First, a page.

As you might imagine, such a larger project requires the work of many. I was hired as Project Archivist in February 2020 to help transition CRRJ’s case records from a collection of individual cases to an aggregation of information from which patterns might emerge—about the victims, circumstances of their deaths, and the justice systems which failed to bring alleged perpetrators to account. Based in the Northeastern University Archives and Special Collections (UASC), I work as the bridge between the legal staff of CRRJ and the staff in the Northeastern University Library. Being part of the UASC allows me to access the expertise of colleagues with experience with other collections and digital processes.
Alongside UASC, many NU library staff are directly involved in bringing the project to life. These include the staffs of Resource and Discovery Services and the Digital Scholarship Group, as well as staff in other departments who have contributed their expertise through consultations.
We began our work by looking backward and forward—what structures and information we have to work with, the collection as it exists in the Digital Repository Service (DRS) and within CRRJ, and what structures of CRRJ’s ongoing work and library structures we can construct which might support the archive in the future.
While we have many tangible successes we can point to, underlying all that we have accomplished is a genuine sense of collaboration and an approach to our work through the lens of CRRJ’s mission of justice and respect for the victims of racially motivated homicide.
Earlier this month, Northeastern University Library welcomed Meg McMahon (they/she) as the inaugural Northeastern Commons Coordinator.
In this new position, Meg will work to help shape the Northeastern Commons into a vibrant online community for users across the Northeastern campuses. Northeastern Commons is still in its initial creation stage, so most of Meg’s first months will be working with campus stakeholders to create a roadmap for its creation.
To give an idea of what Northeastern Commons might be, here is a small list of its possible functionalities:
A platform where professors will be able to create classroom groups and sites for students to collaborate on class projects.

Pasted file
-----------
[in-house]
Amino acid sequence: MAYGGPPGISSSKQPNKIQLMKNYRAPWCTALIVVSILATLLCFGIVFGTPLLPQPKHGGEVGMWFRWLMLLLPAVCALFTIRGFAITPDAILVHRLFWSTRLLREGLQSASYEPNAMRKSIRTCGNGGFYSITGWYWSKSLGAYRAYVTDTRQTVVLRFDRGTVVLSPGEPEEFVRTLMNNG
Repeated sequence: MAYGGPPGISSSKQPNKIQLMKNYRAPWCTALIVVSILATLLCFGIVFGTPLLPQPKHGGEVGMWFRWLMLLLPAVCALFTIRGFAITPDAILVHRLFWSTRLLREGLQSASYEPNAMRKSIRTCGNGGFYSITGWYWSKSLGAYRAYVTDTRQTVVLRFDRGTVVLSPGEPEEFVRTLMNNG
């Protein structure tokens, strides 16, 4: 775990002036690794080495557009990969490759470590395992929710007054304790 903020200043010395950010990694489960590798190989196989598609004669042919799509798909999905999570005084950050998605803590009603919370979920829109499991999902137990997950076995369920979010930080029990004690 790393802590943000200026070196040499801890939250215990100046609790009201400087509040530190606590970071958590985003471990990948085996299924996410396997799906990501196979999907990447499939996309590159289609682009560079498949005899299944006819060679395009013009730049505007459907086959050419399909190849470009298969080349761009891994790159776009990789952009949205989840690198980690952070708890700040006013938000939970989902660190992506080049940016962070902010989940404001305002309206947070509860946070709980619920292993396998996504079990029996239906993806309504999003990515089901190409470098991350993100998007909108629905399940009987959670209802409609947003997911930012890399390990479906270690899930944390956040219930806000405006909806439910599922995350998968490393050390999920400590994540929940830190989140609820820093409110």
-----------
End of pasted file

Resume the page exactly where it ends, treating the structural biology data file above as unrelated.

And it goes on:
A platform where all users will be able to self-create campus interest groups to collaborate on similar research interests across departments and titles, leading to great interdisciplinary research.
A platform with a searchable directory of research happening at Northeastern, where if a research interest is searched, a list of people, groups, and articles would be yielded.
Most importantly, Northeastern Commons will be an online hub for students, faculty, researchers, and others to collaborate across the Northeastern Global Campuses while learning together.
Meg completed her MS in Information Science at the University of North Carolina at Chapel Hill in May 2020. There, they worked in multiple library departments, including the research and instruction department, the makerspace, and the user experience department. A unifying thread across her work was collaboration with others on creating programming or services that focused on user/student/research needs. They strongly believe that user experience, critical pedagogy, and accessibility should be a focus when creating any platform in higher education and plan to focus on all three while helping shape the Northeastern Commons.
Being a born-and-raised Wisconsinite, Meg went to the University of Wisconsin at Madison and graduate with a BS in Art Education and Communication Arts—Communication Science and Rhetorical Studies. When she is not working, you can find her sewing her own clothes, rating movies on Letterboxd, attempting to roller skate, and shamelessly scrolling through Tiktok.